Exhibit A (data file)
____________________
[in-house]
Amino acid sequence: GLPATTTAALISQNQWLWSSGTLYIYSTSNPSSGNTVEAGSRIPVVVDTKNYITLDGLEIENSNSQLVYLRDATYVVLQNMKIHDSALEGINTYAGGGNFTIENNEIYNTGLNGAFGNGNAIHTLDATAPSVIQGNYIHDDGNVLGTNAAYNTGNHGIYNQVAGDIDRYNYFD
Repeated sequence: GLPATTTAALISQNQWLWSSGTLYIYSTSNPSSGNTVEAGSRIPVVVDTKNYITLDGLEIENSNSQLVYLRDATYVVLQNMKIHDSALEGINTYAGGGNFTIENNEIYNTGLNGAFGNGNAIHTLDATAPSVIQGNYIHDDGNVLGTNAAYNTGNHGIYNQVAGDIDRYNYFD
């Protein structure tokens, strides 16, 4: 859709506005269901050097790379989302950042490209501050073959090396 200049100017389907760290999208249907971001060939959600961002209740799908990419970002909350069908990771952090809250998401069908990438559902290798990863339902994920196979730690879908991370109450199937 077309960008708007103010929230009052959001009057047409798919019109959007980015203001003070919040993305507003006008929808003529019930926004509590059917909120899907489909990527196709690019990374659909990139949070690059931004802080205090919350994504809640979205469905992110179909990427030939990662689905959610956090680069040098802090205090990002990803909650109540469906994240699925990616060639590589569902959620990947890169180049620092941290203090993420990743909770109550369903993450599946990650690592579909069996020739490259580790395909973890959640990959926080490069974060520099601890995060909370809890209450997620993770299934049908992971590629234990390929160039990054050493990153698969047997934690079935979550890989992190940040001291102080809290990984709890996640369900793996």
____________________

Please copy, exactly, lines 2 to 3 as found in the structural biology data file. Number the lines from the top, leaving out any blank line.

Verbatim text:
Amino acid sequence: GLPATTTAALISQNQWLWSSGTLYIYSTSNPSSGNTVEAGSRIPVVVDTKNYITLDGLEIENSNSQLVYLRDATYVVLQNMKIHDSALEGINTYAGGGNFTIENNEIYNTGLNGAFGNGNAIHTLDATAPSVIQGNYIHDDGNVLGTNAAYNTGNHGIYNQVAGDIDRYNYFD
Repeated sequence: GLPATTTAALISQNQWLWSSGTLYIYSTSNPSSGNTVEAGSRIPVVVDTKNYITLDGLEIENSNSQLVYLRDATYVVLQNMKIHDSALEGINTYAGGGNFTIENNEIYNTGLNGAFGNGNAIHTLDATAPSVIQGNYIHDDGNVLGTNAAYNTGNHGIYNQVAGDIDRYNYFD